A proximal radiopaque marker band 213P and a distal radiopaque marker band 213D are swaged onto the distal guide wire tube 211. The balloon angioplasty catheter 210 has a folded angioplasty balloon 218 whose interior chamber 229 is in fluid communication with the lumen 217 used for balloon inflation. The proximal end of the angioplasty balloon 218 is attached to the outside of the dual lumen shaft 212. The distal end of the balloon 218 is attached to the distal guide wire tube 211. Mounted on the balloon 218 is a balloon expandable stent 240 of any design that is well known in the art of balloon expandable stents.

An elastomer band 214 is placed over the proximal end of the balloon 218 and the distal end of the dual lumen shaft 212. A sheath securing tube 215 has its distal end attached to the distal end of the distal guide wire tube 211 of the balloon angioplasty catheter 210.

The slideable sheath 220 is situated coaxially about the balloon angioplasty catheter 210 and has three sections, a proximal section 204, a central section 222 and an ultra-thin distal section 224. The distal end of the proximal section 204 is fixedly attached to the proximal end of the central section 222 of the sheath 220. The distal end of the central section 222 is attached to the proximal end of the ultra-thin distal section 224. An elongated hole 208 in the central section 222 of the sheath 220 allows the guide wire 50 to exit and extend proximally outside of the proximal section 204 thereby creating a rapid exchange or monorail configuration for the sheathed primary stenting system 200. The proximal end of the sheath 220 is similar to that of the sheath 30 of FIG. 2.

The ultra-thin distal section 224 is shrunk down onto the elastomer band 214, the stent 240, the distal end of the balloon 218 and the distal end of the guide wire tube 211. The distal end of a securing tube 215 is fixedly attached to the distal end of the guide wire tube 211. The proximal section of the securing tube 215 is shrunk tight down over the distal portion of the ultra-thin distal section 224 of the sheath 220. This secures the distal end of the ultra-thin distal section 224 to the guide wire tube 211 and creates an extremely smooth outer surface for passage through tortuous coronary vasculature and for penetration through tight stenoses during delivery of the primary stenting system 200. Although the securing tube 215 holds the ultra-thin distal section 224 against the guide wire tube 211, the ultra-thin distal section 224 can still be pulled proximally out from under the securing tube 215 so as to uncover the stent 240.

The sheath central section 222 has a distal end 209 that is in contact with the proximal end of the elastomer band 214. This causes the push force exerted at the proximal end of the sheath 220 to be transferred from the sheath proximal section 204 to the sheath central section 222 through the proximal elastomer band 214 to the distal end of the balloon angioplasty catheter 210. In addition to providing a transfer of push force, the elastomer band 214 prevents the stent 240 from sliding in a proximal direction during pullback of the sheath 220. The elastomer band 214 is typically made from a highly elastic material such as polyurethane or silicone rubber.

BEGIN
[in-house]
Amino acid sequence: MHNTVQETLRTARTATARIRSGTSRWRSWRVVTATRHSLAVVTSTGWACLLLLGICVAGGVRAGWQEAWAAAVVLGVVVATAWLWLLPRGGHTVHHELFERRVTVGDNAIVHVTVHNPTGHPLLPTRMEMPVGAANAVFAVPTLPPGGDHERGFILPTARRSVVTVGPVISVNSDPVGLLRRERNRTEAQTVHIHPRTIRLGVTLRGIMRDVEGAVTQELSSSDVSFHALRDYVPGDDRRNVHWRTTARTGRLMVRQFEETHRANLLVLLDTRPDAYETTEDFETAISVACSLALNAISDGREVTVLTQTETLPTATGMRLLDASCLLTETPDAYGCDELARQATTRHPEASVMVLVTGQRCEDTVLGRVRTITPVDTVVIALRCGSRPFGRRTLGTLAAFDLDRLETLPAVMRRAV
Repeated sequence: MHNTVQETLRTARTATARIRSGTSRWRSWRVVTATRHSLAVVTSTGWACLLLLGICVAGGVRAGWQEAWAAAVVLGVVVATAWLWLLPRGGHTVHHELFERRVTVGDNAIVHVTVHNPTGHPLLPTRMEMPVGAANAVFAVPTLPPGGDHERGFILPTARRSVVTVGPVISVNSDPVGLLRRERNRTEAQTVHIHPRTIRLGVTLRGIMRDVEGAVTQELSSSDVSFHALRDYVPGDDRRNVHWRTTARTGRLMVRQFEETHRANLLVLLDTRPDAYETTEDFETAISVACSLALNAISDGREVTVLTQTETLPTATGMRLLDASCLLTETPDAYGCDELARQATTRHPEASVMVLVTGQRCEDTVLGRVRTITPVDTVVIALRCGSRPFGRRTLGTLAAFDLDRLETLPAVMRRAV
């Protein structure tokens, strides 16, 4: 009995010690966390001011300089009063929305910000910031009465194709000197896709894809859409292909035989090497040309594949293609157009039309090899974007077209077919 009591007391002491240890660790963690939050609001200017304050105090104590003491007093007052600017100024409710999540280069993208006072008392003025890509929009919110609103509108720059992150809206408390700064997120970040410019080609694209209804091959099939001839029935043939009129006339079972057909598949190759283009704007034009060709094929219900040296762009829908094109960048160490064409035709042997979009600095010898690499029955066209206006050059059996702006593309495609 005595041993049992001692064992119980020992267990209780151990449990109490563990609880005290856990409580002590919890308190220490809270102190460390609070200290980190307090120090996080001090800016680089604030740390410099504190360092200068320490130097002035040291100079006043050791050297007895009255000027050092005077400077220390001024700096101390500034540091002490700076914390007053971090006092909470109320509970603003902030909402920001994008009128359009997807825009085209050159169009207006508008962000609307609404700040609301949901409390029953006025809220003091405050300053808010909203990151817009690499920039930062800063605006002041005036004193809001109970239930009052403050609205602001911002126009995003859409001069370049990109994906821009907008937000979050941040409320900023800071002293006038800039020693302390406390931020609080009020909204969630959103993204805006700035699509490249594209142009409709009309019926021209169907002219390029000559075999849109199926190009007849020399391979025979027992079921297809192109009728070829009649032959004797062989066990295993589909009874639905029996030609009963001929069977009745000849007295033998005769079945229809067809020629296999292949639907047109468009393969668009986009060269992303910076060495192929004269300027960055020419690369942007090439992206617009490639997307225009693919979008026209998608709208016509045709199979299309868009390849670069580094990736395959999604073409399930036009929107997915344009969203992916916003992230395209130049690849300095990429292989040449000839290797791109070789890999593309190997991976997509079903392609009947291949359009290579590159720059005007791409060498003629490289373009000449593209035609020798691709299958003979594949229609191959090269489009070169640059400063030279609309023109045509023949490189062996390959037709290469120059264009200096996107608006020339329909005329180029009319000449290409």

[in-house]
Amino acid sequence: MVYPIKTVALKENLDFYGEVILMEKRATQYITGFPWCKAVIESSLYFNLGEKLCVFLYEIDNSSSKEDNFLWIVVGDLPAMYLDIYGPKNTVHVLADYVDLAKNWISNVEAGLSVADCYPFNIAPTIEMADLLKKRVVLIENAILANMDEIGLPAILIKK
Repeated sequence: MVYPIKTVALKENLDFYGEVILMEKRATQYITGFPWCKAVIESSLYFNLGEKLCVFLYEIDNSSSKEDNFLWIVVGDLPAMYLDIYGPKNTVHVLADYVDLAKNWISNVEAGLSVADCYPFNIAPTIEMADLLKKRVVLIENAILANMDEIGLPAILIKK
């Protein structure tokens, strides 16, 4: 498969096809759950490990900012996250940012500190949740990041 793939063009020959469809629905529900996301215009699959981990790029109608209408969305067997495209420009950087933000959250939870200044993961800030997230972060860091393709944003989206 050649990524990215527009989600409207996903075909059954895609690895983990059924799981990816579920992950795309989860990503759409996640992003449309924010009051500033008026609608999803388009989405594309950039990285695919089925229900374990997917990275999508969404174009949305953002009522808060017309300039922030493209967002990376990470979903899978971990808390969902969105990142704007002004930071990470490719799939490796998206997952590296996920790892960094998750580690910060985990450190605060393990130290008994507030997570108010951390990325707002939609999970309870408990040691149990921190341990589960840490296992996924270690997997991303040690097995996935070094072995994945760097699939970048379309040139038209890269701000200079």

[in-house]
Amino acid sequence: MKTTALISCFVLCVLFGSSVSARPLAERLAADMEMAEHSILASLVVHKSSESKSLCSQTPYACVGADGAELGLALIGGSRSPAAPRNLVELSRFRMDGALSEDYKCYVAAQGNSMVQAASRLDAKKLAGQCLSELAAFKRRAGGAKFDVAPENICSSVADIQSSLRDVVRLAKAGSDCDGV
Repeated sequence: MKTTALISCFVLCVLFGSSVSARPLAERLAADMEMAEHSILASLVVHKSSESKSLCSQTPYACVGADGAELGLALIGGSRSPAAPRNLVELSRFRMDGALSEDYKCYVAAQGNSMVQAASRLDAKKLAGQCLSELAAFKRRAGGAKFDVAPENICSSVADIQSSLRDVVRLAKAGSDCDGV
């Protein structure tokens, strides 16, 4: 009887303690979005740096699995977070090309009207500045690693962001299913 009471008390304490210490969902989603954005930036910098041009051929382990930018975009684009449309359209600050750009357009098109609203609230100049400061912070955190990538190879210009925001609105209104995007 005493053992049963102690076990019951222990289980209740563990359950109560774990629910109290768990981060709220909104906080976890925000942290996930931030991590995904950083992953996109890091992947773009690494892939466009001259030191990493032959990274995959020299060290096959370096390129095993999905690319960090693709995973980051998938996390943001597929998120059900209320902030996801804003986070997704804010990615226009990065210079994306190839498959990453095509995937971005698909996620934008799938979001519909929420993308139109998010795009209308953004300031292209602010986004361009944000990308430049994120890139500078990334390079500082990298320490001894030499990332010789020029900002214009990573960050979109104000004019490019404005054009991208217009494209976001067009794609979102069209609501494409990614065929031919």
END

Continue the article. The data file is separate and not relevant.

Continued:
The dual lumen shaft 212 of the balloon angioplasty catheter 210 is typically 2 to 20 cm long. This places the exit of the guide wire 50 from the guide wire lumen 219 at the proximal end of the dual lumen shaft 212 approximately 4 to 24 cm from the distal end of the balloon angioplasty catheter 210.

FIG. 7 is a side view of the central portion of the rapid exchange version of the sheathed primary stenting system 200 of FIG. 6 in its pre-deployment configuration. The portions of the balloon angioplasty catheter 210 shown in FIG. 7 are the proximal shaft 202 and the dual lumen shaft 212. In FIG. 7 the exit of the guide wire 50 from the proximal end of the dual lumen shaft 212 through the hole 208 in the central section 222 of the sheath 220 is clearly seen. The sheath 220 can be pulled back a distance equal to the stent length plus several centimeters to uncover the stent 50. Even when the sheath 220 is pulled back over some of the guide wire 50 that extends outside the sheath 220, the proximal section of the guide wire 50 will continue to exit from the hole 208 of the central section 222 of the sheath 220. This design permits the primary stenting system 200 to operate as a rapid exchange device.

Although the primary stenting systems 10, 60, 80, 100A and 200 as shown in FIGS. 1 through 7 inclusive are most valuable for stenting of stenosis in coronary arteries, it should be understood that these systems can be used in any vessel of the human body. It should also be noted that the primary stenting systems 10, 60, 80, 100A and 200 can each be readily used in tight arterial stenoses without requiring pre-dilatation. This capability for stent insertion without pre-dilatation saves both time and cost when placing stents into an arterial stenosis. It should also be noted that the elastomer bands 14P and 14D of the systems 10 and 60 and the radiopaque elastomer bands 74P and 74D of the system 80 exactly center the stent 40 on the balloons 18 and 78 respectively.

All of the above embodiments provide excellent protection from inadvertent stent loss and embolization during a procedure. This advantage makes the present invention of particular importance when the stents used are radioactive as described by Fischell et al in U.S. Pat. No. 5,059,166.

Various other modifications, adaptations, and alternative designs are of course possible in light of the above teachings. Therefore, it should be understood at this time that within the scope of the appended claims, the invention could be practiced otherwise than as specifically described herein.

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Referenced by
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US7815589 *Jun 1, 2004Oct 19, 2010Gi Dynamics, Inc.Methods and apparatus for anchoring within the gastrointestinal tract
Classifications
U.S. Classification623/1.11, 606/194
International ClassificationA61F2/06, A61F2/00, A61F2/84
Cooperative ClassificationA61F2002/9583, A61F2/958, A61F2250/0036, A61F2/95
European ClassificationA61F2/958, A61F2/95